ET: Are there any medical breakthroughs you see in the horizon? Can people regain some level of normality, at least in the milder cases?

GF: I think so. In the last decade with a lot of support from the federal government, donors, foundations and so forth, as well as parents groups, autism is the one research area in mental illness that has made the most significant progress. The genetic findings provided a very useful basis to study that mechanism.

In ten years it’s very possible that you will have clinically available treatments. One area where we are getting much better is in understanding what each symptom is. Some patients have compulsive behavior, some have sensory overload, some have social interaction deficit, some have insistence for sameness, some cognitive inflexibility and so on. Figure out the neurobiological basis then you can identify targets that can address such individual symptoms.

These are probably the first line of medicines coming out because we understand them better. These will focus on individual symptoms, particularly on debilitating symptoms. For example, some kids have sensory overload. If you can solve that you can dramatically improve their lives even if they will not be cured from autism. We understand much better how the brain circuits work in order to control this type of behavior, so we may have much better near-term success here.

Now, will we have a cure for autism soon? No, we are far away from that because each of the changes in the genetic condition of the patient affects many areas. That’s why they are so variable and there are so many individual problems with autistic kids, especially when they have severe forms of it.

Some of our brain you can change, even as adults, but other parts when the development is complete you cannot. As I mentioned earlier brains are not like other organs; the cells don’t function autonomously. Once they are wired past a critical period they cannot be rewired so easily. So we try to find the defect as early as possible and the goal is to either rewire when it’s still possible or prevent the wrong wiring from happening.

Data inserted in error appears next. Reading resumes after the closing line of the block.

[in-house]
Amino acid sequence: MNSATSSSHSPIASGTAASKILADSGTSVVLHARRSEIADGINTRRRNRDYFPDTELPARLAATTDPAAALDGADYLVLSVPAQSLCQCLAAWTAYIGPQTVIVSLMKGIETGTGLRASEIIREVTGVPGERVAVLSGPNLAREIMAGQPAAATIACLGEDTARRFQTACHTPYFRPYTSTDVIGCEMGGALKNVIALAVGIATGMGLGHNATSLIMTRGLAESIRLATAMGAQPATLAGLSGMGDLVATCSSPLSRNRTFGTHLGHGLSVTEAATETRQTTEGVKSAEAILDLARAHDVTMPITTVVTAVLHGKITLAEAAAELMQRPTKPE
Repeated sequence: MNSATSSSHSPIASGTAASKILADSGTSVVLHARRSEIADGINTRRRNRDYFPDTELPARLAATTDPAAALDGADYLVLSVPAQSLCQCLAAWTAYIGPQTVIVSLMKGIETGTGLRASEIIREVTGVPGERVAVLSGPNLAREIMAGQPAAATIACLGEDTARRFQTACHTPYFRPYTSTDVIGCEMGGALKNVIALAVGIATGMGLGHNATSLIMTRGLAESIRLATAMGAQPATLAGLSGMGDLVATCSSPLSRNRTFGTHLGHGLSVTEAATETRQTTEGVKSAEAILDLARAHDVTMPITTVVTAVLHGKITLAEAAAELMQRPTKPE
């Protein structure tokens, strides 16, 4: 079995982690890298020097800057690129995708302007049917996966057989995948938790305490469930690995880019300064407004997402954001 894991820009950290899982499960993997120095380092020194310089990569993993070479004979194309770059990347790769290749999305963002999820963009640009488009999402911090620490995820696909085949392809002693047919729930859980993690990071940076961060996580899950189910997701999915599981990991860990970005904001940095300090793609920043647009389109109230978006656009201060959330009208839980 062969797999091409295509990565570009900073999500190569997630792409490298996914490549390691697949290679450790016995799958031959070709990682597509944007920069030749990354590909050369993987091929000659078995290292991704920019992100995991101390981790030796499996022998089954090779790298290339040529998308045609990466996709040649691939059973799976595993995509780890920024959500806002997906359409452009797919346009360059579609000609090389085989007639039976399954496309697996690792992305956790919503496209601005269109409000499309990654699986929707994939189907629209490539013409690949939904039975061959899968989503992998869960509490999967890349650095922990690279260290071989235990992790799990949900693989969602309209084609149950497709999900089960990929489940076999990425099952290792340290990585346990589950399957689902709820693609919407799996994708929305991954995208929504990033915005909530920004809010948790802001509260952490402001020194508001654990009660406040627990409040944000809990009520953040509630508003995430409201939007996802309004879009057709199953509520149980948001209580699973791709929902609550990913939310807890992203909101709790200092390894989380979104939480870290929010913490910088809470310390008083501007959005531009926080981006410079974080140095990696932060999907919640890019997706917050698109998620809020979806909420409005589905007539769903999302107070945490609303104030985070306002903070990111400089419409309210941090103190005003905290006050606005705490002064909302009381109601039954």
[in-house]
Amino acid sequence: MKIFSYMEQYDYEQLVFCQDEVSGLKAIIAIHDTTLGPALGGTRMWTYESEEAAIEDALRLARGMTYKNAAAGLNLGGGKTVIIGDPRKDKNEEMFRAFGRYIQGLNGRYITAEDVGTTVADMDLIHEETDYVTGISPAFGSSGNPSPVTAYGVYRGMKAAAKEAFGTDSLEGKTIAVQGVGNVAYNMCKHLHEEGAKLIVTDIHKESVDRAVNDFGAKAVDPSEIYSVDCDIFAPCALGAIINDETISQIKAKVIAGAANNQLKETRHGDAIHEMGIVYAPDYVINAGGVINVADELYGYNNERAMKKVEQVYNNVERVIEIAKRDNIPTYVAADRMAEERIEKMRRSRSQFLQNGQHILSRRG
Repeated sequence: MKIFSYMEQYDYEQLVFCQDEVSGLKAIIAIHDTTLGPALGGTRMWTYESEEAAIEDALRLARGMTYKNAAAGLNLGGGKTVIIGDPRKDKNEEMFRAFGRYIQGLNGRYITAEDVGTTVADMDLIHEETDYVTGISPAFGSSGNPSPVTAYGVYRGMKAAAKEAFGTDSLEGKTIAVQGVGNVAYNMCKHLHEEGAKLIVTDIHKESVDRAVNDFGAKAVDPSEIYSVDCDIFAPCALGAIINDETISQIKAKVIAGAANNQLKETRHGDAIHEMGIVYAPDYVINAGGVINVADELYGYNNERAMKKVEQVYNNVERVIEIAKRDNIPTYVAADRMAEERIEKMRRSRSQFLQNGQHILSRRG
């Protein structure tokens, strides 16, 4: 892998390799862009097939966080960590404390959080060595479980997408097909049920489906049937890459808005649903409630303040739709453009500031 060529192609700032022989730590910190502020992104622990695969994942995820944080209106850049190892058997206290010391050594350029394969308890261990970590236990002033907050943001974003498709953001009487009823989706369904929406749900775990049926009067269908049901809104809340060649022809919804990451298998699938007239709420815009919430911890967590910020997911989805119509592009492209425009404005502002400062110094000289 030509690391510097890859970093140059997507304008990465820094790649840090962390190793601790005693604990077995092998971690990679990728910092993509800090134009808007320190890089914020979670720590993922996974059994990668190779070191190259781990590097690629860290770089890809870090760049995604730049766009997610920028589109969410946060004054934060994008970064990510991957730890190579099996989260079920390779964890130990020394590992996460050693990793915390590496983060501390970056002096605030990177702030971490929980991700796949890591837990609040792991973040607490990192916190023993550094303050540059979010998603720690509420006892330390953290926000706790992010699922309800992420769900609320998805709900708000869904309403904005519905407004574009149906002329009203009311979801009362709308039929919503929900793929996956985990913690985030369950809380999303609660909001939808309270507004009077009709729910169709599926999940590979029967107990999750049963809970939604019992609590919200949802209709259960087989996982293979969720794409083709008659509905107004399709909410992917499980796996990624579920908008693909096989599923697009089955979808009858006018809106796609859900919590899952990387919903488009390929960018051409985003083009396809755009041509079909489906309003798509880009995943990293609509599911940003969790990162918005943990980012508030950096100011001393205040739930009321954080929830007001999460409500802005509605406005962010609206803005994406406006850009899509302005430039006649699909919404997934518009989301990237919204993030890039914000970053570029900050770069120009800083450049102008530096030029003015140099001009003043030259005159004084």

That’s really the only way to cure this disorder. One way is to do gene therapy. For a significant minority of cases we know what gene mutations they have. With the development of genome editing technology it’s possible that we create ways to correct those mutations. If it’s done early enough then you can correct most of the problem, at least as shown in animal models so far. This is one of the approaches that has a lot of potential. The other way is to go in as early as possible and as a result prevent a lot of later defects from happening. Many scientists are working on both of these approaches.

ET: Is there anything that parents can do to prevent this condition, presumably regarding environmental factors? You mentioned that having kids later increases the risk so there’s one possibility. Anything else?

GF: Right now I have no clue. Nobody knows what we can do to prevent autism. I cannot recommend anything for environmental factors because we don’t have certainty that one thing causes another.

There are people suggesting that some known extreme forms of autism can be prevented. For example, if you know that one parent has a certain genetic mutation you might prevent it by doing IVF to select the good eggs to implant. Other than that we don’t have a clear picture of what environmental factors can actually increase the risk of autism.

ET: Still, you remain upbeat in light of the recent scientific progress.

GP: Genetics can contribute significantly to further our understanding of autism. Whenever we publish a study, even if conducted on animals, we often get calls from parents looking for treatment, which shows how much anxiety is out there, understandably. I feel very optimistic that in the next decade we will have significant progress, even breakthroughs, in the treatment of at least some groups of patients.

ET: Amen to that! It would be an amazing contribution to Humanity. Thank you very much for sharing your insights. We wish you all the best, keep up the excellent work!

GF: Thank you. People need to know that many of us are working hard every day and night to solve this problem.

This interview was first published by Erico Tavares on Linkedin Pulse and is republished with permission. You may not use, copy, distribute, publish, syndicate, sub-license and transmit the whole or any part of such material in any manner and in any format and/or media without the permission of the original publisher.

Link to the original article: https://www.linkedin.com/pulse/autism-interview-dr-guoping-feng-erico-matias-tavares/.